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Reprinting the punt and pulling out of government: A look inside Eamon Gilmore's new book

Here’s some of what the former Tánaiste has revealed.

Updated at 2.54pm

FORMER TÁNAISTE EAMON Gilmore is back in the headlines this week with the release of his memoir, Inside The Room.

The Labour politician says he believes the period in which he served as Taoiseach Enda Kenny’s second-in-command will be studied in future, and wanted to get his own memories down on paper while they were still fresh.

It has given a unique insight into what went on behind closed doors during one of the most tumultuous times in the history of the State.

All profits from the book will be donated to the Alzheimer Society of Ireland.

Gilmore spoke to RTÉ Radio 1′s Sunday with Miriam about the book today. Here’s some of the highlights.

Reprinting the punt was discussed

Questions have been raised over the Taoiseach saying the Central Bank governor Patrick Honohan warned him that the army may need to be used to guard ATMs at the height of the banking crisis if capital controls were introduced.

As Tánaiste, Eamon Gilmore would have also been intimately involved in any discussions like this, and has shed some light on what exactly was said.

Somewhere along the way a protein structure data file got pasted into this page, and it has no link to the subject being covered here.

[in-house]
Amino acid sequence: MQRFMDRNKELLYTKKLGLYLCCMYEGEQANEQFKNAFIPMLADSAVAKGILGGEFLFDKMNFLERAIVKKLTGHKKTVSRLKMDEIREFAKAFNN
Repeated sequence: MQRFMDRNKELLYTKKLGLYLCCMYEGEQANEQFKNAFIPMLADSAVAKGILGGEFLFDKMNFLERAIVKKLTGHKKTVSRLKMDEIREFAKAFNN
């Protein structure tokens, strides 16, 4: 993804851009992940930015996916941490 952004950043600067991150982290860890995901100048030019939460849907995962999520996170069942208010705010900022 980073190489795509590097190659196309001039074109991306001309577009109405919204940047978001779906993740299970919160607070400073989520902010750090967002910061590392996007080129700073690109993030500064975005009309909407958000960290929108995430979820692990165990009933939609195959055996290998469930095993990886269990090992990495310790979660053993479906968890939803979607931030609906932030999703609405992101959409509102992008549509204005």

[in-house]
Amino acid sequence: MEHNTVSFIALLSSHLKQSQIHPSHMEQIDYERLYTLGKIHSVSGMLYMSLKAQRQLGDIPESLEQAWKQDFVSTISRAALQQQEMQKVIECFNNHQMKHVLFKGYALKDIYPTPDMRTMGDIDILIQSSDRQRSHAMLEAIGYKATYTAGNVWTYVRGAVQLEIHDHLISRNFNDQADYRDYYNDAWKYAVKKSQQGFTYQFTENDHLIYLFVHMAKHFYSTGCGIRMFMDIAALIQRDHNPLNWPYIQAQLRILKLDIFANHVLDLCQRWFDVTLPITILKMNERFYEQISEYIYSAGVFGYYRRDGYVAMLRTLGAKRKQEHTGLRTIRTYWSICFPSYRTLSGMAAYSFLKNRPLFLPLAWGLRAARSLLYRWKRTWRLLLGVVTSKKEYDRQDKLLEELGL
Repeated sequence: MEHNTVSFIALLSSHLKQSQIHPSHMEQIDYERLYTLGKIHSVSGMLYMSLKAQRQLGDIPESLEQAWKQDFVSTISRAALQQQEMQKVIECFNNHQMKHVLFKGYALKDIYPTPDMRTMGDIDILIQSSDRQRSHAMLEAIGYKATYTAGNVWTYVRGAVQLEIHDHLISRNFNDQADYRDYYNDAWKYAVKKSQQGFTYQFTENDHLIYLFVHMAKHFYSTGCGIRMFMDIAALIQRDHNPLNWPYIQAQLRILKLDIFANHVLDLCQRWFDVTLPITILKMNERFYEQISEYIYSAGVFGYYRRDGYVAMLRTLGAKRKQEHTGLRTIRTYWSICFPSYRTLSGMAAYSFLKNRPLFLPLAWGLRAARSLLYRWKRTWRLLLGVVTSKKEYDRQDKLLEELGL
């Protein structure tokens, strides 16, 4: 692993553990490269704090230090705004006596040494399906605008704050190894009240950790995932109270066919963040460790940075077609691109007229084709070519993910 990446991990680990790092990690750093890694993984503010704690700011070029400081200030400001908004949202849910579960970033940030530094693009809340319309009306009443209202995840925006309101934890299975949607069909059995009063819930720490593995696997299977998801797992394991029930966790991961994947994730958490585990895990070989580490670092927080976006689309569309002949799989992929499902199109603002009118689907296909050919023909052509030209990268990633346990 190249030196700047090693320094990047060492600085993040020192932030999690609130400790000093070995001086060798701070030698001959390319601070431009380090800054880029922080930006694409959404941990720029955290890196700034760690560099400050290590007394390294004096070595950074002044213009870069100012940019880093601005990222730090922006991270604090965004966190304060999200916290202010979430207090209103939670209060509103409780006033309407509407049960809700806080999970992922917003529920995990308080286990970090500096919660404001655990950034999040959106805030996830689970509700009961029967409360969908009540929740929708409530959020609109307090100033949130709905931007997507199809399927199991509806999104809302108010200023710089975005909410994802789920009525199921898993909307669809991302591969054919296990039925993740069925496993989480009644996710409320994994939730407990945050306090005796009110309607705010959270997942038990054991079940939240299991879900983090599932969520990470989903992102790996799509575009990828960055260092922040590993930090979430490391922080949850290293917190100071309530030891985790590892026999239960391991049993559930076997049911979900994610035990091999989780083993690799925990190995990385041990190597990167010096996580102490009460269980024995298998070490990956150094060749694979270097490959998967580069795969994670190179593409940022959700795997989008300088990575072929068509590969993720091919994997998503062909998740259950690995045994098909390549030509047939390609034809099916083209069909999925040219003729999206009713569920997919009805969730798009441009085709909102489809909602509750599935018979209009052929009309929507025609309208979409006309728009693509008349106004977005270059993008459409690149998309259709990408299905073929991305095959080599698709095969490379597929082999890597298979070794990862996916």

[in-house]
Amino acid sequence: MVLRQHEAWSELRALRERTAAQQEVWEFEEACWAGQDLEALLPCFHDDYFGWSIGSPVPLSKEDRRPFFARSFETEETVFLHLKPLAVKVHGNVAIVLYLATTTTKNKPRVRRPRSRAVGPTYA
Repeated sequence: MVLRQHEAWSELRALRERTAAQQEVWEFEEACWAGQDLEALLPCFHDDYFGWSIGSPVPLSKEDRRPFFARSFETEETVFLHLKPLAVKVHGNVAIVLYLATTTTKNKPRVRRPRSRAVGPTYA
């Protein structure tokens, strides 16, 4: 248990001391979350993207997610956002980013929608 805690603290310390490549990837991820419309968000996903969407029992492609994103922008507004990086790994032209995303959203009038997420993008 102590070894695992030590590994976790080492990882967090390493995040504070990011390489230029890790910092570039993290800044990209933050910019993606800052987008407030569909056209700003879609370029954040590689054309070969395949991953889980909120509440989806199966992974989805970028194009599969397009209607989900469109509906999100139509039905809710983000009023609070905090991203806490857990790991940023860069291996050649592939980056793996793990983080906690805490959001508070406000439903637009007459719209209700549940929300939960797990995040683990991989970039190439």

30/4/2014. Pathways to Work Reports Source: Sam Boal/RollingNews.ie

He met with Kenny and Honohan to consider what would happen if Ireland found itself outside of the eurozone.

We talked about what would we need to do to relaunch the punt. How quickly could it be printed? What would happen in the meantime? We would have to close the banks. How long would they be closed? We weren’t quite sure. What would happen while they were closed? What would happen people who couldn’t get money out of the ATMs?

Gilmore says the possibility of “public disorder, of panic” was considered, and the decision was made to contact gardaí and the Defence Forces to discuss what security measures would be needed.

I recall somebody saying, ‘Oh my god, will we have to have soldiers guarding the ATM machines?’

However, he said it wasn’t the Central Bank governor, but it is an image that stuck in Kenny’s head.

How does his successor feel about how she is portrayed in the memoir?

Kenny launches Pathways to Work scheme Source: Niall Carson/PA Wire

One of the most publicised remarks from the book is a comment made to a senior civil servant after the first cabinet meeting when Joan Burton took over the role.

Although Gilmore says he had no great expectations about being kept on in a ministerial position, Burton had indicated beforehand that her mind was not made up on what appointments would be made – Gilmore “read the signals wrong”.

Probably what I was disappointed at was that it was a case of being marched down the corridor and being summarily dismissed. And it was for that reason, when I was coming out of the meeting and ran into the secretary general of the government and he asked me what was the score, and I think it was a bit gallows humour that I said: ‘I have just been court-martialled and I am to be shot at dawn’.